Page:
PALRIAMENT HOUSE, Canberra: I rise to speak on the Indigenous Education (Targeted Assistance) Amendment Bill 2013. In some respects this is a non controversial bill because all it does is extend for a further year the funding of three particular initiatives. So the Coalition will not be opposing this bill, but I do have some concerns about it which I would like to raise in the time I have available. I would also like to make some broader comments about Indigenous education.
My concerns about this bill are twofold: one in relation to the process and the other in relation to the content. Firstly, on the process, this is now the third time that the Labor government have introduced a bill to extend the funding of these three programs for a further year and it is simply not good enough. Programs which the government want to support should have funding for three or four years so that those programs can be embedded properly, not have annual extensions like what is occurring here. The reason they are doing that is because these programs were supposed to be brought into the fold of the broader school funding reform programs but, as you know, Madam Deputy Speaker Livermore, those school funding reforms have been taking months and months and months to bed down and we are still no closer to having a solution from this government. School funding reform is something that Labor have been talking about since 2004, when they last put up a school funding model. That is nine years ago now. Surely that is sufficient time for the government to put up an alternative, given that they dislike the existing model so much.
The second concern I have in relation to this bill goes to the content of it. This bill extends the funding of three particular measures: firstly, a nutrition program; secondly, additional teachers; and, thirdly, the Former Origin Greats program. In some respects these are all fine programs. But, like so many well-intentioned programs in this area, they chip away at the edges and have less systemic impact on what is a fundamental problem, particularly in remote areas of Australia. Yes, through this we will provide a breakfast program because kids are not being fed in the morning by their parents. Yes, we will provide more teachers because the classrooms are in chaos and they need additional support. Yes, we will get the Origin Greats to appear from time to time, which will hopefully inspire the kids to stay at school for longer. But none of these three particular measures will be decisive on the crisis which is occurring today and perhaps all of them address the symptoms of the problems rather than the underlying structural issues which are in play.
Let us look, for example, at the breakfast program. Yes, we need a breakfast program because kids are going to school hungry, and if they go to school hungry they are not learning as well. But the real issue here is the dysfunction of the families, such that they are sending their kids to school—if they send them at all—without having an adequate breakfast and without a packed lunch. That is the real issue. So we can put in this program today and we can feel good about putting in a program which ensures that the kids will receive breakfast and will have a lunch, which we want to occur, but we have to address the fundamental of the parents’ responsibility. The danger is that if the government takes this responsibility for providing breakfasts and lunches then, over time, parents and entire communities start to believe that that is no longer their responsibility to provide—and that will occur within six to 12 months.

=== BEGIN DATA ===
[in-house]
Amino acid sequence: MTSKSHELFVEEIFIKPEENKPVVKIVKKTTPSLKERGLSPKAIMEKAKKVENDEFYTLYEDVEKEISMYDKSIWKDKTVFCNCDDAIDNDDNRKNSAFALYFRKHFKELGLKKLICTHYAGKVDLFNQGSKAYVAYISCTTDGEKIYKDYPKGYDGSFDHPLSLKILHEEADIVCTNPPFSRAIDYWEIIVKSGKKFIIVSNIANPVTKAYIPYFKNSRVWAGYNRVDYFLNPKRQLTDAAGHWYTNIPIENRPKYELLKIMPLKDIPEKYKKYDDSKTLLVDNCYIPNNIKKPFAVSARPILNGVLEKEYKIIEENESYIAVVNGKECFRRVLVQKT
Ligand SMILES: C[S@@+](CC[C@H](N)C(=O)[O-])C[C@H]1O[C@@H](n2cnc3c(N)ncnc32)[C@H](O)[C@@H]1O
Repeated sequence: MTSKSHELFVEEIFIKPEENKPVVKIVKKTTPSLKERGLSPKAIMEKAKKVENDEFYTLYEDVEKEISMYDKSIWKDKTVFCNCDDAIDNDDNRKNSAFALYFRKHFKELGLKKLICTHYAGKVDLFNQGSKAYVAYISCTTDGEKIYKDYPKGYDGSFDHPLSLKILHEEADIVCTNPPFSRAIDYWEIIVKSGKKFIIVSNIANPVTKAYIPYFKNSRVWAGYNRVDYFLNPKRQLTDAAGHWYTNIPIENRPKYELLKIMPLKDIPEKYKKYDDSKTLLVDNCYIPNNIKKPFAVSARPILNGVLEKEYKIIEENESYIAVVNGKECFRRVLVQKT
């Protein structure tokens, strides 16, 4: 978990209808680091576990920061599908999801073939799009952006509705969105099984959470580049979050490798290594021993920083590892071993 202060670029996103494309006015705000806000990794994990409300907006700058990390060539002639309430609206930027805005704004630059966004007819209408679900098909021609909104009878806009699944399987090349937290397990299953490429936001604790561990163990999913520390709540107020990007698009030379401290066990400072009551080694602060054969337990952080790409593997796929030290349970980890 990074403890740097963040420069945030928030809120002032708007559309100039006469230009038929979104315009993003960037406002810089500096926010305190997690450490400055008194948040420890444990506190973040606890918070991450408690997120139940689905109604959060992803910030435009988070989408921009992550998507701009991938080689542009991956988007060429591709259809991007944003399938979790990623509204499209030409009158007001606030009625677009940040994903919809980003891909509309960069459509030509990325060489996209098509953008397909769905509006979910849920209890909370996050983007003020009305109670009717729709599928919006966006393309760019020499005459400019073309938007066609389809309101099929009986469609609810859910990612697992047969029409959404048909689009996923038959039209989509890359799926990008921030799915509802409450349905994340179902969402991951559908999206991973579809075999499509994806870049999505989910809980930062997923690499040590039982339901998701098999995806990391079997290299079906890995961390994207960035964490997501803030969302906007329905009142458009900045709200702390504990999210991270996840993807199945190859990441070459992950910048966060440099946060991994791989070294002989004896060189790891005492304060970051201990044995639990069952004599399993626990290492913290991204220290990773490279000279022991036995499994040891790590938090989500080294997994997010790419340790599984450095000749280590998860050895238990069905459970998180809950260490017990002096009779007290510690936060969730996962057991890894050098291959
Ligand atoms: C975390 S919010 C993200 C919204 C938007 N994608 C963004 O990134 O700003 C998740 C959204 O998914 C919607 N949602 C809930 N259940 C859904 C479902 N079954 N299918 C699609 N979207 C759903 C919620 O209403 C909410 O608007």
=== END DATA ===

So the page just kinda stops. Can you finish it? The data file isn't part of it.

This is indicative of Indigenous programs across all remote communities. The breakfast program is one of those where, over time, people now expect it: ‘I’m a parent but I don’t need to feed my kids breakfast before school, the government provides that.’ You see that in every aspect of individuals’ lives where the government has taken away a responsibility from what are normal family or parental responsibilities. This is what we need to be addressing here. By all means, we should support a breakfast or lunch program, as we are doing here. But what we should be adding to that is a measure which says, ‘If we’re going to do that then, at the very least, we should be insisting that the parents make a small financial contribution towards it,’ so that they know that it is still their responsibility to be doing that.
In some respects this overall philosophy goes to the heart of some of the issues in the remote communities where over time, and all for well-intentioned purposes, we have introduced measures which have reduced individual responsibility. That is why the great leader Noel Pearson talks about the right to take back responsibility. That is what he talks about, where we actually need to reduce the government impact and let individuals again be responsible for what rightly they should be responsible for. I think that this should be the lens by which we look at all programs which we put in place particularly in the remote communities. It is the lens of whether or not a particular program that we put in place either helps towards individuals taking responsibility or diminishes it. If it diminishes it then I think we need to take a second look.
More systemically, I think we need to be addressing the structural problems in remote Indigenous education. I see three broad structural problems. The first is family dysfunction, which means that kids are not being fed and are not going to school. The Cape York reforms, of which I am very proud to have helped contribute to their formulation, have now got a mechanism which is making a difference in this area particularly through the Families Responsibilities Commission, which ties welfare payments to school attendance and to more properly looking after children. I think that type of measure could be replicated more broadly.